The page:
Exodus 16

1 They took their journey from Elim, and all the congregation of the children of Israel came to the wilderness of Sin, which is between Elim and Sinai, on the fifteenth day of the second month after their departing out of the land of Egypt. 2 The whole congregation of the children of Israel murmured against Moses and against Aaron in the wilderness; 3 and the children of Israel said to them, “We wish that we had died by the LORD’s hand in the land of Egypt, when we sat by the meat pots, when we ate our fill of bread, for you have brought us out into this wilderness, to kill this whole assembly with hunger.” 4 Then the LORD said to Moses, “Behold, I will rain bread from the sky for you, and the people shall go out and gather a day’s portion every day, that I may test them, whether they will walk in my law, or not. 5 It shall come to pass on the sixth day, that they shall prepare that which they bring in, and it shall be twice as much as they gather daily.” 6 Moses and Aaron said to all the children of Israel, “At evening, then you shall know that the LORD has brought you out from the land of Egypt; 7 and in the morning, then you shall see the LORD’s glory; because he hears your murmurings against the LORD. Who are we, that you murmur against us?” 8 Moses said, “Now the LORD shall give you meat to eat in the evening, and in the morning bread to satisfy you; because the LORD hears your murmurings which you murmur against him. And who are we? Your murmurings are not against us, but against the LORD.” 9 Moses said to Aaron, “Tell all the congregation of the children of Israel, ‘Come near before the LORD, for he has heard your murmurings.’” 10 As Aaron spoke to the whole congregation of the children of Israel, they looked towards the wilderness, and behold, the LORD’s glory appeared in the cloud. 11 The LORD spoke to Moses, saying, 12 “I have heard the murmurings of the children of Israel. Speak to them, saying, ‘At evening you shall eat meat, and in the morning you shall be filled with bread: and you shall know that I am the LORD your God.’” 13 In the evening, quail came up and covered the camp; and in the morning the dew lay around the camp. 14 When the dew that lay had gone, behold, on the surface of the wilderness was a small round thing, small as the frost on the ground. 15 When the children of Israel saw it, they said to one another, “What is it?” For they didn’t know what it was. Moses said to them, “It is the bread which the LORD has given you to eat.” 16 This is the thing which the LORD has commanded: “Gather of it everyone according to his eating; an omer a head, according to the number of your persons, you shall take it, every man for those who are in his tent.” 17 The children of Israel did so, and gathered some more, some less. 18 When they measured it with an omer, he who gathered much had nothing over, and he who gathered little had no lack. They gathered every man according to his eating. 19 Moses said to them, “Let no one leave of it until the morning.” 20 Notwithstanding they didn’t listen to Moses, but some of them left of it until the morning, and it bred worms, and became foul: and Moses was angry with them. 21 They gathered it morning by morning, everyone according to his eating. When the sun grew hot, it melted. 22 On the sixth day, they gathered twice as much bread, two omers for each one, and all the rulers of the congregation came and told Moses. 23 He said to them, “This is that which the LORD has spoken, ‘Tomorrow is a solemn rest, a holy Sabbath to the LORD. Bake that which you want to bake, and boil that which you want to boil; and all that remains over lay up for yourselves to be kept until the morning.’” 24 They laid it up until the morning, as Moses asked, and it didn’t become foul, and there were no worms in it. 25 Moses said, “Eat that today, for today is a Sabbath to the LORD. Today you shall not find it in the field. 26 Six days you shall gather it, but on the seventh day is the Sabbath. In it there shall be none.” 27 On the seventh day, some of the people went out to gather, and they found none. 28 The LORD said to Moses, “How long do you refuse to keep my commandments and my laws? 29 Behold, because the LORD has given you the Sabbath, therefore he gives you on the sixth day the bread of two days. Everyone stay in his place. Let no one go out of his place on the seventh day.” 30 So the people rested on the seventh day. 31 The house of Israel called its name Manna, and it was like coriander seed, white; and its taste was like wafers with honey. 32 Moses said, “This is the thing which the LORD has commanded, ‘Let an omer-full of it be kept throughout your generations, that they may see the bread with which I fed you in the wilderness, when I brought you out of the land of Egypt.’” 33 Moses said to Aaron, “Take a pot, and put an omer-full of manna in it, and lay it up before the LORD, to be kept throughout your generations.” 34 As the LORD commanded Moses, so Aaron laid it up before the Testimony, to be kept. 35 The children of Israel ate the manna forty years, until they came to an inhabited land. They ate the manna until they came to the borders of the land of Canaan. 36 Now an omer is one tenth of an ephah.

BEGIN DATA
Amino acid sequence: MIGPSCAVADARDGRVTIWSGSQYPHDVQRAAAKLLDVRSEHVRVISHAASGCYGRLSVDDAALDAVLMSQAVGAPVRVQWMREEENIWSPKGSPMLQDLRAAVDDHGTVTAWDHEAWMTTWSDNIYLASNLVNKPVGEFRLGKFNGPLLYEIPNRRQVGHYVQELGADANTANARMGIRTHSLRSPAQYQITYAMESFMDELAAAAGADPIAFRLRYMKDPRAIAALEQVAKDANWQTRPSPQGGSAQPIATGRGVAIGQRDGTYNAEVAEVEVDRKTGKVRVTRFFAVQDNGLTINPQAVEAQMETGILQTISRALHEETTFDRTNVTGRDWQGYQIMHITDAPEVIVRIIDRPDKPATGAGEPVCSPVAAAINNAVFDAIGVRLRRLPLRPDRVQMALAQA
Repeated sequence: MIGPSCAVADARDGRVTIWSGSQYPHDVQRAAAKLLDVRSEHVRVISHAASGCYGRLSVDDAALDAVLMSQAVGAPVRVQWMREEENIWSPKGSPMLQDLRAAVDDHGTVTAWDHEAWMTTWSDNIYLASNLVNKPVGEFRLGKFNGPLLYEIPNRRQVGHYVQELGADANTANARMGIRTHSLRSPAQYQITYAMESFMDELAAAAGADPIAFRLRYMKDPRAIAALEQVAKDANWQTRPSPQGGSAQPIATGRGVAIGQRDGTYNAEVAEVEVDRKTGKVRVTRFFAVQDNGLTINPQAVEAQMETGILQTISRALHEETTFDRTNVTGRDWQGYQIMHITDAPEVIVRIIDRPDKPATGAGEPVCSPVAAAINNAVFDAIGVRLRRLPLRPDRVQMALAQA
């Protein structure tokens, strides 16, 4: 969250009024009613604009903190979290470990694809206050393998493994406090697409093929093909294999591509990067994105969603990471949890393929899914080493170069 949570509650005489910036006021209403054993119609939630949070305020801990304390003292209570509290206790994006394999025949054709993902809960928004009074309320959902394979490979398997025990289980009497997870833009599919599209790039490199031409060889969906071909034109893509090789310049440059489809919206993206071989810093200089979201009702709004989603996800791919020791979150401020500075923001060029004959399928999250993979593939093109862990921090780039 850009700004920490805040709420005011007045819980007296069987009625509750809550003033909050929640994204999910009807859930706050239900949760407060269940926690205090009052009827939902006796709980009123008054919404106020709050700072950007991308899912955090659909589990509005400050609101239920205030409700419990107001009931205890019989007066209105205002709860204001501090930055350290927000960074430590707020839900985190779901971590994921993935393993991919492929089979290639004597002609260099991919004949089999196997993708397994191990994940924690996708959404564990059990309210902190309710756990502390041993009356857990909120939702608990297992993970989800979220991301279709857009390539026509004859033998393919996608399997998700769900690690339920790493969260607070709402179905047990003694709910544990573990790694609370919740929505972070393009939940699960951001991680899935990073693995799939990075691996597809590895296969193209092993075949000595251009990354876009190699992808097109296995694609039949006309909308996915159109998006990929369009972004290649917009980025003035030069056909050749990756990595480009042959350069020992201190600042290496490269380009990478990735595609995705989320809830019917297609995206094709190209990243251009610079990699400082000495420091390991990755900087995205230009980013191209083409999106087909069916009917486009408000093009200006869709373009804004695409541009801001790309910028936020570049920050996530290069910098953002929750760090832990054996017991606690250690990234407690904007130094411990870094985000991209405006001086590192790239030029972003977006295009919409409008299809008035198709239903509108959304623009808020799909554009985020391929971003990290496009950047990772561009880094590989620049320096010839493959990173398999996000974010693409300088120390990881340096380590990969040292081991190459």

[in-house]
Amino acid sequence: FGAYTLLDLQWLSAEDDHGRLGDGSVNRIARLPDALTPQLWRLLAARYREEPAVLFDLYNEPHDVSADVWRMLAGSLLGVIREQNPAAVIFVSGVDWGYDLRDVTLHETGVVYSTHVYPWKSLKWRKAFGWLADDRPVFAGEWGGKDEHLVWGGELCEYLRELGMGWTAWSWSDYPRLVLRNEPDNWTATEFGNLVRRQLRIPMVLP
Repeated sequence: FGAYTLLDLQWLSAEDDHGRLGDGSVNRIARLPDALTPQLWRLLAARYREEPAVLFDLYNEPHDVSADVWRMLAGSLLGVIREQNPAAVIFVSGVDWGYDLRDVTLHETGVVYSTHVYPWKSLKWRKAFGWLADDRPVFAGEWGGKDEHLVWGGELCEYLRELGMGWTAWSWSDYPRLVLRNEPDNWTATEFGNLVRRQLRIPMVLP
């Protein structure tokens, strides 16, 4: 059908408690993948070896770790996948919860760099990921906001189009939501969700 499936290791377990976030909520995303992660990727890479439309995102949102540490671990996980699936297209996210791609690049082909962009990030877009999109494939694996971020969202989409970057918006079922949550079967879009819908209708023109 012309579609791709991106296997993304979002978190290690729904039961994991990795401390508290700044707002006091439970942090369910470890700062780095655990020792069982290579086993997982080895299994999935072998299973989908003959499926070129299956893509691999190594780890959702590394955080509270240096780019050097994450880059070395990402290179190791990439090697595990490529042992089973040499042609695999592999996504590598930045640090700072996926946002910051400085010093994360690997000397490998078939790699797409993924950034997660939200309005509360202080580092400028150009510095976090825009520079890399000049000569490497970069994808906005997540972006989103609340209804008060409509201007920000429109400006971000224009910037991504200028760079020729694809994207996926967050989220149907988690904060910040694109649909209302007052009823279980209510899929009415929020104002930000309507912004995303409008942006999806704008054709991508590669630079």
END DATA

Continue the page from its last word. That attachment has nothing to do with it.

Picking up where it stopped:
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Questions about today’s reading? See if Matthew Henry can help.
Matthew Henry’s Concise Commentary, 1706

Verses 1–12